Franco Fossati in the Spanish mag Bang! # 9 (1973), for instance, is clearly operating in bad faith: in an article about Hugo Pratt, Oesterheld's name appears once, in a list, among many other names (talking about Ernie Pike - the name comes from American war correspondent Ernie Pyle, the face is Oesterheld's - he says that Pratt "was inspired by a friend's face to create Pike's"). Fortunately Spaniard editors read Argentinian mag Dibujantes # 21 and added a note or two restoring the truth. Closer to us in time it's not possible to feign ignorance: there's simply too much information circling around and Héctor Germán Oesterheld is the creator of adults' comics in the restrict field (the comics milieu, I mean). Not that he intended to do so. In his mag Hora Cero Semanal's cover, he stated: "Historietas para mayores de 14 años" (comics for people over 14 years old). What happened was that he worked a lot. Some of his stories are just average, but when they're good, they're very good. Here's what Oesterheld wrote on Hora Cero Semanal # 1's back cover (September 4, 1957; my translation):
"LET'S DEFEND COMICS
There are bad comics when they're badly done only.
Denying comics all together, condemning them as a whole, is as irrational as denying cinema all together because there are bad films. Or condemning literature because there are bad books.
There are, unfortunately in a huge ratio, lots of bad comics. But these don't disqualify the good ones. On the contrary, by comparison, they should underline their quality.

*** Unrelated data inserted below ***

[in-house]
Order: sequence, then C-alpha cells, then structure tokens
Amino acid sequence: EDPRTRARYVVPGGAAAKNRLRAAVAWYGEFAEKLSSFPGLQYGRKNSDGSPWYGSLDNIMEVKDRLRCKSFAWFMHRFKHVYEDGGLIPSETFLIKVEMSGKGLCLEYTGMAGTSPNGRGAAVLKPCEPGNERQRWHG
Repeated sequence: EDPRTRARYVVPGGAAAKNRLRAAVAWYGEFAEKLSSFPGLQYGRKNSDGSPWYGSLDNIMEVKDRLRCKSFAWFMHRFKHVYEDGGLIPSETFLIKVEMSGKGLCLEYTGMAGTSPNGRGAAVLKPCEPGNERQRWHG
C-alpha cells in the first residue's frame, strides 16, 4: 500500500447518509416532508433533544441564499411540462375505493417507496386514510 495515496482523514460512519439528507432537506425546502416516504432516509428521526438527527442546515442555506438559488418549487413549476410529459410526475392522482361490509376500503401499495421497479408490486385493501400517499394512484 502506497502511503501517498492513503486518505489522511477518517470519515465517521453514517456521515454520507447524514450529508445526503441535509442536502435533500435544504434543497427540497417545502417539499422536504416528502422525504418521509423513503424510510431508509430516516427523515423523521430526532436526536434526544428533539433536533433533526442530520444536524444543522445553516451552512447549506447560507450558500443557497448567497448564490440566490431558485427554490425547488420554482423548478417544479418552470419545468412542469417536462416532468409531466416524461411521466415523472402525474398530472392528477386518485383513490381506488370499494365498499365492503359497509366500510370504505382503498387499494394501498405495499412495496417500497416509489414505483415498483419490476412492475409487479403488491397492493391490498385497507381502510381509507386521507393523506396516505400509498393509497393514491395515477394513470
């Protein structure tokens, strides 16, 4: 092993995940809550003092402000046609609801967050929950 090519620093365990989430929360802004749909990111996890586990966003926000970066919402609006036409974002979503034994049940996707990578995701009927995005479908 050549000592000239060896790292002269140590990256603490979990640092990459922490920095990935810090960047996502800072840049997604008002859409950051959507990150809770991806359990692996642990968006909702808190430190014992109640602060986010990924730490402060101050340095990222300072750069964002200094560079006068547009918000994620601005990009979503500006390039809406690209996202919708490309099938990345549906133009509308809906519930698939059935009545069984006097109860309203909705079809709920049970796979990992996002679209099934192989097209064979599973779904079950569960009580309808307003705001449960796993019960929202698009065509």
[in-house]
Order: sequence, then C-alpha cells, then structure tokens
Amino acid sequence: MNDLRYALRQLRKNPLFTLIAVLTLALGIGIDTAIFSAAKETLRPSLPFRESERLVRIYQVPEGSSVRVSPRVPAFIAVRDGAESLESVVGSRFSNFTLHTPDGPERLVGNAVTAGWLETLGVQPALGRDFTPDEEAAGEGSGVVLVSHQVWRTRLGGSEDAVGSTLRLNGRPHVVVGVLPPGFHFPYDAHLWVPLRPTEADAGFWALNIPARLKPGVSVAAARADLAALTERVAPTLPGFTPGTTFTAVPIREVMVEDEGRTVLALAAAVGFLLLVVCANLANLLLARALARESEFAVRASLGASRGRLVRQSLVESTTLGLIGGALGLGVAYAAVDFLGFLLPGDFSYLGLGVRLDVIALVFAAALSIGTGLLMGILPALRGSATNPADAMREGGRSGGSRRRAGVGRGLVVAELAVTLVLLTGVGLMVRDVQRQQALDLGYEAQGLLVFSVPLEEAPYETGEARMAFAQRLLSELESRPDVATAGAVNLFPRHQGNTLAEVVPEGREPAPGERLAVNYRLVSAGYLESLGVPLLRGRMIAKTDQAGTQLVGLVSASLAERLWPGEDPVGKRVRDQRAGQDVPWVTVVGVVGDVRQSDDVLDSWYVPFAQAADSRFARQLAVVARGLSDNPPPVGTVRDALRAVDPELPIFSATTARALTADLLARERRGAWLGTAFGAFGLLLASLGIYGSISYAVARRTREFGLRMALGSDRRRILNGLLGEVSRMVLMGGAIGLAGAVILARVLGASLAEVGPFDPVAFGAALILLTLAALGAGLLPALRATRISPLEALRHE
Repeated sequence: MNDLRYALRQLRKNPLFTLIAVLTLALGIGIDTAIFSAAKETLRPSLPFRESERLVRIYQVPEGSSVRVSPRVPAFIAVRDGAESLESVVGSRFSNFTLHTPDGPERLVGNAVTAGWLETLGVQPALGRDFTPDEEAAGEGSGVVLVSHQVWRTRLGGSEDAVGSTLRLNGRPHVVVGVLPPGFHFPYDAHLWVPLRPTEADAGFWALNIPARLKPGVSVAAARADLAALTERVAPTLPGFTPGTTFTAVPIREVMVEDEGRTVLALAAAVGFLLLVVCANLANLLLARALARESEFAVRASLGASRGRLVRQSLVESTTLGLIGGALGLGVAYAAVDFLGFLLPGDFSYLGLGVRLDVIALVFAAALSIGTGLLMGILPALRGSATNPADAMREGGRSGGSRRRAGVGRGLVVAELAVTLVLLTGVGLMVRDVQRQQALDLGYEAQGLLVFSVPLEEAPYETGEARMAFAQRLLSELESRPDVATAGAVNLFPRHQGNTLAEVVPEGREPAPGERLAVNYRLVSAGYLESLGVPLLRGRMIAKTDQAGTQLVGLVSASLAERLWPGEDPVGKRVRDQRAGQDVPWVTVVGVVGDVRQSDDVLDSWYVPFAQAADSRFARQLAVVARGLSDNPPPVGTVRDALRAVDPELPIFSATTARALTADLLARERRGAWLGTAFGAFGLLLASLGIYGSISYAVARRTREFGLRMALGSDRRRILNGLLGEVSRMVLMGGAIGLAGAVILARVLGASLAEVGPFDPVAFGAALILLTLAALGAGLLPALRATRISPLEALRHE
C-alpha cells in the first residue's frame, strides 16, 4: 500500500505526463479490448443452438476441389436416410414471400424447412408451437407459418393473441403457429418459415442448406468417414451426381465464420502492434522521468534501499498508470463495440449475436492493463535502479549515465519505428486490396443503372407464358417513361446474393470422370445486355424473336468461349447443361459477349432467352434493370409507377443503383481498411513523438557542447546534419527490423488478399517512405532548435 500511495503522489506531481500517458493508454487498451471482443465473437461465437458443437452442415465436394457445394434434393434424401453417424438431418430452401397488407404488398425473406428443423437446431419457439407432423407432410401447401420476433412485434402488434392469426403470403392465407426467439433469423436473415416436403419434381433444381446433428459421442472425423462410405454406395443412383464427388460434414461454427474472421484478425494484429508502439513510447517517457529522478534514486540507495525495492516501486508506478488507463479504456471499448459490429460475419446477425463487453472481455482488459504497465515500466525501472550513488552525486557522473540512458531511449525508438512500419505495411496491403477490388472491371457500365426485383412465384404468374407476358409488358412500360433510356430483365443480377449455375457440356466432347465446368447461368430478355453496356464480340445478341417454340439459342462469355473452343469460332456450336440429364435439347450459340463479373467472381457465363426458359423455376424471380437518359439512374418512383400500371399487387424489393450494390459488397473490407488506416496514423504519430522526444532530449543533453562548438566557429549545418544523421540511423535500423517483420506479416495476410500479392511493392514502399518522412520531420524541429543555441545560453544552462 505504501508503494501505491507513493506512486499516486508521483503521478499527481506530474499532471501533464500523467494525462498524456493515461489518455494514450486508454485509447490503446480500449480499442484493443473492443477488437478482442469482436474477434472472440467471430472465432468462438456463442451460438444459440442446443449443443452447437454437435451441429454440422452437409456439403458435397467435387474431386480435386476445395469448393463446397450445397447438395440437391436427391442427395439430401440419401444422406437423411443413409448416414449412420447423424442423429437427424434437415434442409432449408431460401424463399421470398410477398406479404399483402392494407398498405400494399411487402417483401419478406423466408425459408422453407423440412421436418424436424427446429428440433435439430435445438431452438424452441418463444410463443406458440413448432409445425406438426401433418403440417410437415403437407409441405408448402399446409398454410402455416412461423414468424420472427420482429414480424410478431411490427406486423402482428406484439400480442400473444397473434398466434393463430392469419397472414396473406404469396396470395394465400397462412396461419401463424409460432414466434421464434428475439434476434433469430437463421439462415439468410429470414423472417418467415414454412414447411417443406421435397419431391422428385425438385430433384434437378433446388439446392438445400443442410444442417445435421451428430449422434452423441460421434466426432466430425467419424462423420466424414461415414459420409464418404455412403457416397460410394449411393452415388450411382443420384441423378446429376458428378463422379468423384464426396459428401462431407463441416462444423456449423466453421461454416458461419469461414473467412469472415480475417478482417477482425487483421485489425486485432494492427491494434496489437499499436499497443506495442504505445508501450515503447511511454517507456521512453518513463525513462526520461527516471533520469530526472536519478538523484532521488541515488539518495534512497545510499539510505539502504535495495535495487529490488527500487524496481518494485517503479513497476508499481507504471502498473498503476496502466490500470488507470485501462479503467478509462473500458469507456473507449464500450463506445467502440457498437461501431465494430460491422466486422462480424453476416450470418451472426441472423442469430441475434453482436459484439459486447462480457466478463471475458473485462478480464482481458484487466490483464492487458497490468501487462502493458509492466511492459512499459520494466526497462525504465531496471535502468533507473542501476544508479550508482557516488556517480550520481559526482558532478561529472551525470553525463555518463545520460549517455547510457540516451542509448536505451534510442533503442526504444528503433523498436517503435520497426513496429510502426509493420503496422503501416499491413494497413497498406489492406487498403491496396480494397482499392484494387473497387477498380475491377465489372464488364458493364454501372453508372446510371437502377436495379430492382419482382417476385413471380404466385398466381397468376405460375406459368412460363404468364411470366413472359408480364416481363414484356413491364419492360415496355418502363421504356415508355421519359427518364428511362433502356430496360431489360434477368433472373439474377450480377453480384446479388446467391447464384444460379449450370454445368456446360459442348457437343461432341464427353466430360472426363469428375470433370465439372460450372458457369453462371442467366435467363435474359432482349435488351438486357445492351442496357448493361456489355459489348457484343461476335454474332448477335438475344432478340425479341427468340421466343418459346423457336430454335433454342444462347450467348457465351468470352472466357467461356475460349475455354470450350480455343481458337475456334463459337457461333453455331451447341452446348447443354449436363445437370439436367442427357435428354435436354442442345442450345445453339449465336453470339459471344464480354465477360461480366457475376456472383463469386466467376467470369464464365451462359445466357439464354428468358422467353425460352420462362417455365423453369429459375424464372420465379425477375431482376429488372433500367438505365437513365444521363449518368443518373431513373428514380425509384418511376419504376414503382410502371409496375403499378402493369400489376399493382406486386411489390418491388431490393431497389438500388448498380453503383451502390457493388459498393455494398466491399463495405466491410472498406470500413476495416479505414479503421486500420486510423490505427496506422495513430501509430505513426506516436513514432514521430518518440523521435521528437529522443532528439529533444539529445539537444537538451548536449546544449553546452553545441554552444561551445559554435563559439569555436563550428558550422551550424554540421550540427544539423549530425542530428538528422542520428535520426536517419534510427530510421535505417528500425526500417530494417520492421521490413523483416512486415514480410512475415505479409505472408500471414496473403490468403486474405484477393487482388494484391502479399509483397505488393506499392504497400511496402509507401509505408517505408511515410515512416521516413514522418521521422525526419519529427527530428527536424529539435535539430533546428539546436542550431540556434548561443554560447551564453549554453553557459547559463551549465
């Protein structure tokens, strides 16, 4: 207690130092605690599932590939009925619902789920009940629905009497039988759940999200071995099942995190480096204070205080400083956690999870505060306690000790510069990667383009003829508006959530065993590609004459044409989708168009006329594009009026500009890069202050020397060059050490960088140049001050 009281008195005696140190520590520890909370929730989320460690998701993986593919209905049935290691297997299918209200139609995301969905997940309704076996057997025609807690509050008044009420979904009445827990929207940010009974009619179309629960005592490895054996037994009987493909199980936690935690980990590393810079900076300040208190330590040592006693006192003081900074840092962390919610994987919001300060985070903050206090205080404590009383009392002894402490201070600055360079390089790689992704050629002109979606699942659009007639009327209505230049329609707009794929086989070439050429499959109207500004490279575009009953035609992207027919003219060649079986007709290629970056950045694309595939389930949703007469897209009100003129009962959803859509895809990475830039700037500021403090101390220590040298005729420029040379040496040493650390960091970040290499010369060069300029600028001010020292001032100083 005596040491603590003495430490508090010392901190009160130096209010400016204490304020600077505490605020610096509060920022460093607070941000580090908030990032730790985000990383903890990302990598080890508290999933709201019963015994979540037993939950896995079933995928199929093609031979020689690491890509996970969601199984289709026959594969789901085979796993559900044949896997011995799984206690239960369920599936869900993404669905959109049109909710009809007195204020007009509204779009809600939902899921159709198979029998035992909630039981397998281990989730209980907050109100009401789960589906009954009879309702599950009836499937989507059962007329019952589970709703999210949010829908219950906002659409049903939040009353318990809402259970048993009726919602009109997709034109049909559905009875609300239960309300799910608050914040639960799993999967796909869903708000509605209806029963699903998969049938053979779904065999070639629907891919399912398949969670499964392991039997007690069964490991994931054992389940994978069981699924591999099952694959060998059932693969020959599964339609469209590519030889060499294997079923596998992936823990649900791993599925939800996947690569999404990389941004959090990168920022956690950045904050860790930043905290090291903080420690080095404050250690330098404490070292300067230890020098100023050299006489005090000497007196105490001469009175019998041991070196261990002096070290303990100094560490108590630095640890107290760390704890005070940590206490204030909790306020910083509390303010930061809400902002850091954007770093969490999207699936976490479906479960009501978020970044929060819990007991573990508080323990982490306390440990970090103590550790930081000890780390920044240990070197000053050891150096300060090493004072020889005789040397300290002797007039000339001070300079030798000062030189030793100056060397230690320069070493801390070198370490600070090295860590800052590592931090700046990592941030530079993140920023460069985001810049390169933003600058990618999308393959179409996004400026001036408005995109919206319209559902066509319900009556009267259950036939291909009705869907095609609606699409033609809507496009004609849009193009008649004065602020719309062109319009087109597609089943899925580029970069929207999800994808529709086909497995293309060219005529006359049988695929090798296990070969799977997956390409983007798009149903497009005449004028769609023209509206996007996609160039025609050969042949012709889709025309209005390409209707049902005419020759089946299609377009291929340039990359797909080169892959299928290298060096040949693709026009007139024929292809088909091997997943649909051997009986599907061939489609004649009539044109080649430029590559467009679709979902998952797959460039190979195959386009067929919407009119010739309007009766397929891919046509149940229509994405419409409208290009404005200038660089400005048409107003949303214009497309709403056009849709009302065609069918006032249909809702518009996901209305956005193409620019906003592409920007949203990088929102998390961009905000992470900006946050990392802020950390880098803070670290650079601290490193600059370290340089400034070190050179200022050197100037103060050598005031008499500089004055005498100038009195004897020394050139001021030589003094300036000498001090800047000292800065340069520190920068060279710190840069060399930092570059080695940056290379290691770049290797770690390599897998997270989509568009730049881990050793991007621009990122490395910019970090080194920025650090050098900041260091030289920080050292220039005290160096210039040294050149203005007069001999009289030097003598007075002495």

We believe that our comics are good comics. By good comics we mean strong comics, comics that are stout and cheerful at the same time, violent and human. Comics that grab the reader with fair, reliable, means. Comics that baffle the reader because they're new, because they're original, because they're modern, they belong to the present day, they may even belong to the future.
FRONTERA and HORA CERO are proof enough of what we're saying: the readers know it because they chose our stuff.
With HORA CERO SEMANAL we believe that we've outdone ourselves: we are sure that we assembled quality comics in a way that's hardly repeatable.
It's with legitimate publishers' pride that we bring to you HORA CERO SEMANAL knowing that it is a new valuable addition to our magazines which, turning their backs to cheaper, inferior, imported stuff, open their pages to Argentinian stuff. Said stuff (someone has to say it sometime) conquered, without protection or help of any kind, a dignified place among the best stuff done in the world.
To the readers, to the publishers of good comics, our sincerest regards.
I don't suppose that Dominique Petitfaux is ignorant when he makes this outrageous allegation in Casterman's tome 1 of the series, 2003 (I may be wrong though; my translation): "Silence is a very important theme in Ernie Pike. When we know those long mute sequences in Hugo Pratt's oeuvre, it's easy to guess that those panels without words were created by the draughtsman who wanted to counterbalance the beautiful, but long dialogues - and sometimes useless captions - written by the scriptwriter. If the silence after Mozart is still Mozart, silence after Oesterheld is Pratt." To be fair, he wrote the word "guess" somewhere in his diatribe. But guess work is incredibly unprofessional for a so-called critic. The truth is that Hugo Pratt is a sacred cow and Oesterheld is no one outside of Argentina. Videla's thugs killed this great master, European critics killed his memory and usurped his rightful place in comics history.
Sgt. Kirk page written by Héctor Germán Oesterheld and drawn by Hugo Pratt. Where are those long dialogues and useless captions? By the way: even the name "Corto" (yes, as in "Corto Maltese)" was used first in Sgt. Kirk by Oesterheld.